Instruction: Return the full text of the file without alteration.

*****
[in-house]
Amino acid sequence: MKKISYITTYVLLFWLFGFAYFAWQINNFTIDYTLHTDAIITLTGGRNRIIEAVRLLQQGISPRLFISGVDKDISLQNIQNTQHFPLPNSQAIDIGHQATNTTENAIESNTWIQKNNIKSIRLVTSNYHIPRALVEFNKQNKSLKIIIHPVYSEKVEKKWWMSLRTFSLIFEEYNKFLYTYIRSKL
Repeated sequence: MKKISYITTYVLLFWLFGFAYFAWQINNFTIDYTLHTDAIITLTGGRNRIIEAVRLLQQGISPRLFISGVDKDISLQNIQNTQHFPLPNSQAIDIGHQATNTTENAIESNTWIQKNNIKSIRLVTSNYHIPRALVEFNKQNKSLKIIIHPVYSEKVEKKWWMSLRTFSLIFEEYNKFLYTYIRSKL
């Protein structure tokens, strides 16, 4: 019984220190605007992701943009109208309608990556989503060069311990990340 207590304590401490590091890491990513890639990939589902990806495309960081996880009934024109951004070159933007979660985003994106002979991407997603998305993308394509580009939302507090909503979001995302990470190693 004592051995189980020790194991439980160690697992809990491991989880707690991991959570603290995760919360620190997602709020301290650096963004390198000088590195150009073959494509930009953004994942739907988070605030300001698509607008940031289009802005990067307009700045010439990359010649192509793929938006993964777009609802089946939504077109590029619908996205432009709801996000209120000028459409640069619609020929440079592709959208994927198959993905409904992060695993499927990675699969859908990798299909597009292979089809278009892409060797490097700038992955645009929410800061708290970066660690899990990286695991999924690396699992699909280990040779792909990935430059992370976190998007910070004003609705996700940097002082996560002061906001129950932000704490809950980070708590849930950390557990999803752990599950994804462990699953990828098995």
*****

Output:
[in-house]
Amino acid sequence: MKKISYITTYVLLFWLFGFAYFAWQINNFTIDYTLHTDAIITLTGGRNRIIEAVRLLQQGISPRLFISGVDKDISLQNIQNTQHFPLPNSQAIDIGHQATNTTENAIESNTWIQKNNIKSIRLVTSNYHIPRALVEFNKQNKSLKIIIHPVYSEKVEKKWWMSLRTFSLIFEEYNKFLYTYIRSKL
Repeated sequence: MKKISYITTYVLLFWLFGFAYFAWQINNFTIDYTLHTDAIITLTGGRNRIIEAVRLLQQGISPRLFISGVDKDISLQNIQNTQHFPLPNSQAIDIGHQATNTTENAIESNTWIQKNNIKSIRLVTSNYHIPRALVEFNKQNKSLKIIIHPVYSEKVEKKWWMSLRTFSLIFEEYNKFLYTYIRSKL
């Protein structure tokens, strides 16, 4: 019984220190605007992701943009109208309608990556989503060069311990990340 207590304590401490590091890491990513890639990939589902990806495309960081996880009934024109951004070159933007979660985003994106002979991407997603998305993308394509580009939302507090909503979001995302990470190693 004592051995189980020790194991439980160690697992809990491991989880707690991991959570603290995760919360620190997602709020301290650096963004390198000088590195150009073959494509930009953004994942739907988070605030300001698509607008940031289009802005990067307009700045010439990359010649192509793929938006993964777009609802089946939504077109590029619908996205432009709801996000209120000028459409640069619609020929440079592709959208994927198959993905409904992060695993499927990675699969859908990798299909597009292979089809278009892409060797490097700038992955645009929410800061708290970066660690899990990286695991999924690396699992699909280990040779792909990935430059992370976190998007910070004003609705996700940097002082996560002061906001129950932000704490809950980070708590849930950390557990999803752990599950994804462990699953990828098995």